MH370: No closure until solid proof found

Malaysia’s acting Transport Minister Hishammuddin Hussein (right) has said that there will be no closure for the passengers’ families unless debris is found to confirm that the aircraft had gone down.

He said there was still no solid proof of MH370’s whereabouts, liberal news portal Malaysian Insider reported.

Mr Hishammuddin said on Tuesday: “I cannot give the families of the passengers aboard MH370 the answer to the question most frequently asked. ‘Where are our loved ones and where is flight MH370?’.”

He said they were trying to reduce the search area based on the satellite data provided by British company Inmarsat and the UK’s Air Accidents Investigation Branch.

The search area is now focused on the southern part of the Indian Ocean with an estimated radius of 469,407 sq nautical miles, he said.

“As the search area has narrowed, new challenges have arisen, including managing resources in a remote search-and-rescue effort.”


Mr Hishammuddin acknowledged that the operation will not be easy given the weather conditions, but he said they will do whatever it takes to locate the plane.

Malaysia will continue with the operation for as long as it takes and will tap the experience of the French authorities, he said.

A high-level delegation of Malaysian officials was scheduled to leave for Beijing, China, last night to brief the families of passengers on why the search is now focused in the southern part of the Indian Ocean.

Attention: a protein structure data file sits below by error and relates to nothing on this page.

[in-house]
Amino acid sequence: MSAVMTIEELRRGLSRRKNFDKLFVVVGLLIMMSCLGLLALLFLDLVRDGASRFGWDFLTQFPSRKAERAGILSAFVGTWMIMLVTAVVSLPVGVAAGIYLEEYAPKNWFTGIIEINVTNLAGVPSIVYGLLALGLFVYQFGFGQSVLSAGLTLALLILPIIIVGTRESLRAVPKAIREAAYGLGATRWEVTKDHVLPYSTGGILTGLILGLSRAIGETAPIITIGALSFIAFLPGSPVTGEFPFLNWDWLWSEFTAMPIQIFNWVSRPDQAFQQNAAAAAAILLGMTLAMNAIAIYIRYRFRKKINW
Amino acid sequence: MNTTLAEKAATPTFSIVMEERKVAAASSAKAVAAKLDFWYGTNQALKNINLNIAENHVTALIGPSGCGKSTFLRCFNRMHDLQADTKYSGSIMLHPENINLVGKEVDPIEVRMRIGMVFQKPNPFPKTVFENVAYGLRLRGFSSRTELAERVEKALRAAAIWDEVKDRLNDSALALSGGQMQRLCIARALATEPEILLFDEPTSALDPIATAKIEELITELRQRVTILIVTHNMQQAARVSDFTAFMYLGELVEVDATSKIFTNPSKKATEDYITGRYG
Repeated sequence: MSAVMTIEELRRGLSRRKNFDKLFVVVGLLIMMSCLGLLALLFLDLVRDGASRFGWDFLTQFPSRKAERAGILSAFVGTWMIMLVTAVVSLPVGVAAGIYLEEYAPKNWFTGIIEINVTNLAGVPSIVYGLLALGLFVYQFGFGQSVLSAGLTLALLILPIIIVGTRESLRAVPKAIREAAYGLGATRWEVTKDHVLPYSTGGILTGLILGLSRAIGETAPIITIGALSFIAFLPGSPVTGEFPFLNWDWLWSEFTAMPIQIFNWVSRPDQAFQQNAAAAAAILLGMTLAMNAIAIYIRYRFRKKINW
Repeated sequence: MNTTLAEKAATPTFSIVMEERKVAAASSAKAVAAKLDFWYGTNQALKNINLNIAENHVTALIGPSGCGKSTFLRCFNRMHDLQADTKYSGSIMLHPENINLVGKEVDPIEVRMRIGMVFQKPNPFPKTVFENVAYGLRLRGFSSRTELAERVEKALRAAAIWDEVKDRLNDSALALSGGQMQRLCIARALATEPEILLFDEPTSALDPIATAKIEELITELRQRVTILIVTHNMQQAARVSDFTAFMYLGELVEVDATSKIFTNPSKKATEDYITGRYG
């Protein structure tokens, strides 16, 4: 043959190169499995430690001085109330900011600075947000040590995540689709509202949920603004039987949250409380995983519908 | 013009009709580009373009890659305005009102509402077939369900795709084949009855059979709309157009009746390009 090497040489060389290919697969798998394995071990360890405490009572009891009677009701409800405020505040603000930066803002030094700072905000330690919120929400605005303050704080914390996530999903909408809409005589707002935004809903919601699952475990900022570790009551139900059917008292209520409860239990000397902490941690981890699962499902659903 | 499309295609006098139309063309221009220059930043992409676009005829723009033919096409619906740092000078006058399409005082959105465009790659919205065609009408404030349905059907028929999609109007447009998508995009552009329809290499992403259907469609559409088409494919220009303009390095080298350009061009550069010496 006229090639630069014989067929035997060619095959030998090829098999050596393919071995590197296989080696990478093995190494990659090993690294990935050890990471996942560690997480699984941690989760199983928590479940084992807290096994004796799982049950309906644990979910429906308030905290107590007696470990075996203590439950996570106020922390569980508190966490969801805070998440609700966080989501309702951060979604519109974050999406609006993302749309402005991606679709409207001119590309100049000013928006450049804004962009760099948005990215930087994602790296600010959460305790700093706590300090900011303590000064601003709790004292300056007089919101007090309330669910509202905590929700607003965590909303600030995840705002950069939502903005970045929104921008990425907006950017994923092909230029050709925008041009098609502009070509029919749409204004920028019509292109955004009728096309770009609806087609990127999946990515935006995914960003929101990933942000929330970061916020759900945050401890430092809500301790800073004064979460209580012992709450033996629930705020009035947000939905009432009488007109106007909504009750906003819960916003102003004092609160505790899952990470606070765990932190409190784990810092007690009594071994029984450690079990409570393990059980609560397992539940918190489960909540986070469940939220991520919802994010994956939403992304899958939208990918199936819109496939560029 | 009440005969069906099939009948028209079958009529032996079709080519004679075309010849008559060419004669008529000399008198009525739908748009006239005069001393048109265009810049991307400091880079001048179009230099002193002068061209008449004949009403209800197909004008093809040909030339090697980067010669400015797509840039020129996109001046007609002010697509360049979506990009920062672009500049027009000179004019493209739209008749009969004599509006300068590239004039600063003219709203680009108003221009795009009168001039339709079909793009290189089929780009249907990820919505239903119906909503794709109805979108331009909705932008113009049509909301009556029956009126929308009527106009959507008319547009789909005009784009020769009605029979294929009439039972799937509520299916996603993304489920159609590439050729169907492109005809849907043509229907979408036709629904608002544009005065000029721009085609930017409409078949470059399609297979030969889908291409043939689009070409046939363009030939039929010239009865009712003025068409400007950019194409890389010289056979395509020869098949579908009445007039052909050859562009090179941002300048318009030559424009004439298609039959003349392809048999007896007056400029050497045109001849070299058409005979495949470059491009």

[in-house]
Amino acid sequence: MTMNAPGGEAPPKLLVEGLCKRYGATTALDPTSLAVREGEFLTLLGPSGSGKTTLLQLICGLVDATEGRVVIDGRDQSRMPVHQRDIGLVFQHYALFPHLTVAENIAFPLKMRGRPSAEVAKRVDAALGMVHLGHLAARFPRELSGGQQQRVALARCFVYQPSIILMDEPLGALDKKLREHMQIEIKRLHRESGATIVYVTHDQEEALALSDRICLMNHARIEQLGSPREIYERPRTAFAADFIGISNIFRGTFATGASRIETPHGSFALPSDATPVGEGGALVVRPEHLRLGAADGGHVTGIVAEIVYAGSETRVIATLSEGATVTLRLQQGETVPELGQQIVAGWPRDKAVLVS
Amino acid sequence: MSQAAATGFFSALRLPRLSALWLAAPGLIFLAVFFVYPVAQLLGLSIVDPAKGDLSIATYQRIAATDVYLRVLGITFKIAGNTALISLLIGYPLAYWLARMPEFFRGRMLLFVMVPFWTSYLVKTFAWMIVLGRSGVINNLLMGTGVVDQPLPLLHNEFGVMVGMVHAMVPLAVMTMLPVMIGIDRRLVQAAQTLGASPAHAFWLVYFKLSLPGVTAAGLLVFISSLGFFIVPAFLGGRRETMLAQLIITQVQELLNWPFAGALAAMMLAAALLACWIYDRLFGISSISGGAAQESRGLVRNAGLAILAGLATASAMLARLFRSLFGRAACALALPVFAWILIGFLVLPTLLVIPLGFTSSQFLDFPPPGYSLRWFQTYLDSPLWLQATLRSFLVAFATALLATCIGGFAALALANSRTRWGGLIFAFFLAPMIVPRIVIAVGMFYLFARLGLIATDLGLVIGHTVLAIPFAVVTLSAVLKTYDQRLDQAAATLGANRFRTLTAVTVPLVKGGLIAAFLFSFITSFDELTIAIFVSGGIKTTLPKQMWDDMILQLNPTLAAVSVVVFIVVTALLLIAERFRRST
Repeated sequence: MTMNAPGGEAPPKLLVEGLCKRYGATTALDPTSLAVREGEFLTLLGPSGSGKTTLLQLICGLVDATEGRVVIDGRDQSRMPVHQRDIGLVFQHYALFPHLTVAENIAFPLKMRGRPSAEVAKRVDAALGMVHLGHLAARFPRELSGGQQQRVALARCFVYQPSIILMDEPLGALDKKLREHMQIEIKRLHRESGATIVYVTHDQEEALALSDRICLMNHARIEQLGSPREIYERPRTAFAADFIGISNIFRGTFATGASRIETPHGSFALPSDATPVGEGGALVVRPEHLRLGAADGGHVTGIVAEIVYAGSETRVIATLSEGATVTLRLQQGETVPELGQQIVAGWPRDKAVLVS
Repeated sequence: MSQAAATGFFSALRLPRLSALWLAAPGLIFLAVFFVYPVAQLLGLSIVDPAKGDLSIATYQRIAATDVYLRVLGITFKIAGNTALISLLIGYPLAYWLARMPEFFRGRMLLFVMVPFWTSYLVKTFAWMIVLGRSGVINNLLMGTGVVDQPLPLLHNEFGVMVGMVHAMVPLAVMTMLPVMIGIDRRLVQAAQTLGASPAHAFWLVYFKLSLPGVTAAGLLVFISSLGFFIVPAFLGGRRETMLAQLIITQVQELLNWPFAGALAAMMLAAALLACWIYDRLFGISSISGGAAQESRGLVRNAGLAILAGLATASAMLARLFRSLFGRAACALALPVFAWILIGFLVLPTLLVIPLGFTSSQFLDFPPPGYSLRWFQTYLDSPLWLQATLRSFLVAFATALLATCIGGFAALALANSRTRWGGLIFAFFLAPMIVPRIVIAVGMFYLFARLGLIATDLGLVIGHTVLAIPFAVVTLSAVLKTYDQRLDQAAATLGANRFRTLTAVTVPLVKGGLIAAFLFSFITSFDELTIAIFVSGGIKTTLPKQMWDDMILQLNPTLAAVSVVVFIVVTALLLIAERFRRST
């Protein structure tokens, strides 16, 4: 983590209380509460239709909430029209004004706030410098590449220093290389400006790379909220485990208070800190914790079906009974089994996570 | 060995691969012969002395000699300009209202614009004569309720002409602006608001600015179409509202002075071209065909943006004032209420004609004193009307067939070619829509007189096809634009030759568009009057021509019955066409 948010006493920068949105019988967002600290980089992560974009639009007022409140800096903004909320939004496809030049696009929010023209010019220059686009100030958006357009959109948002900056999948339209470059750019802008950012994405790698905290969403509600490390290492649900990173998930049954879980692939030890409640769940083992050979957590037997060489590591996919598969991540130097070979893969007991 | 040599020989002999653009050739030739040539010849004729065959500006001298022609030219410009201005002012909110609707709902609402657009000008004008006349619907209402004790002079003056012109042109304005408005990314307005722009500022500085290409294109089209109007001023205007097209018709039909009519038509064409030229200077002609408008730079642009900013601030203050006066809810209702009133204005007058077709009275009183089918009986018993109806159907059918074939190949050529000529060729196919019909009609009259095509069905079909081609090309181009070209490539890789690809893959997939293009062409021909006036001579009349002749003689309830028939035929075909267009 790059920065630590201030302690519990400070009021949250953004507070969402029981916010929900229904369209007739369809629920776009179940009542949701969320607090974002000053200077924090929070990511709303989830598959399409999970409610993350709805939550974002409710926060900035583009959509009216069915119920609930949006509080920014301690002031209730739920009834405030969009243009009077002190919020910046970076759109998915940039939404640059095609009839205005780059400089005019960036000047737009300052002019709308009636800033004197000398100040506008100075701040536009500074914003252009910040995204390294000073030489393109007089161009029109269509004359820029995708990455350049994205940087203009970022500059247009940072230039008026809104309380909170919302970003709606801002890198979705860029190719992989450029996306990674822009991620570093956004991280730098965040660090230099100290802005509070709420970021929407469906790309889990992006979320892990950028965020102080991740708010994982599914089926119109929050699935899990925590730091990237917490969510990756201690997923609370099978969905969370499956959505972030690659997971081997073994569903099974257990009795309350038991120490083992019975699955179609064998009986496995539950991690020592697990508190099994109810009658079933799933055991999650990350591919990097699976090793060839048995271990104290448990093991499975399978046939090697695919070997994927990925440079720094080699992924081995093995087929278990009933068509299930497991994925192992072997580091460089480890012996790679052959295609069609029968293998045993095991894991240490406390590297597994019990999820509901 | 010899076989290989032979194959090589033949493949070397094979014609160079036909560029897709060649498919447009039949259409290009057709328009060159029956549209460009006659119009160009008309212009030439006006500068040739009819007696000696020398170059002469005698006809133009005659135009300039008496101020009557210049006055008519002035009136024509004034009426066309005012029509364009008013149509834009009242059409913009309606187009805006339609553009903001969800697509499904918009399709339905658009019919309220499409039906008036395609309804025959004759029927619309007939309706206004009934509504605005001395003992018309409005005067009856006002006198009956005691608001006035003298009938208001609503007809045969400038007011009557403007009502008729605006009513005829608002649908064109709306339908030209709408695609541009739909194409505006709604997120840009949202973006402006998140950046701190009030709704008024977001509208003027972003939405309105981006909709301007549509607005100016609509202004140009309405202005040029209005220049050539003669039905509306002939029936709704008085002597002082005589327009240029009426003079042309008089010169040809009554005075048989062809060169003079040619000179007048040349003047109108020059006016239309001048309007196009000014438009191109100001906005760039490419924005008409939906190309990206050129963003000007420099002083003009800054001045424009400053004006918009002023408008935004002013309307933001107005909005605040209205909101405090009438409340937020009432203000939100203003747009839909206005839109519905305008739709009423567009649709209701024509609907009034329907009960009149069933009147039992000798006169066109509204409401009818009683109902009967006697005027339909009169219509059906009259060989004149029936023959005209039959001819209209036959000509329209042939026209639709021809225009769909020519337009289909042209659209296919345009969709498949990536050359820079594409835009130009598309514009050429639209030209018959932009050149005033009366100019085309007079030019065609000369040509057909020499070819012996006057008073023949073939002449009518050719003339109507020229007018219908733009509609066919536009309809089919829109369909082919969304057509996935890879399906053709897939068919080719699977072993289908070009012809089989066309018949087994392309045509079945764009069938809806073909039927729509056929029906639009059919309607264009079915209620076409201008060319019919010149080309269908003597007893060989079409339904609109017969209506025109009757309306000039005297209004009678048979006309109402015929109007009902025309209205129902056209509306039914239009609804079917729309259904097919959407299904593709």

The team comprises officials from the Prime Minister’s Office, Foreign Affairs ministry, Royal Malaysian Air Force, Malaysia Airlines and the Civil Aviation Department.

Mr Hishammuddin said at the briefing: “Yes, I understand that Monday night’s announcement by the prime minister lacked details. There have been accusations that Malaysia is holding back information.

“That is why the high-level team is leaving for Beijing.”

He also said that the satellite data from the doomed flight included a final electronic signal at 8.19am (Malaysian time) on March 8, the day the flight went missing.

The signal is still being investigated, he said.

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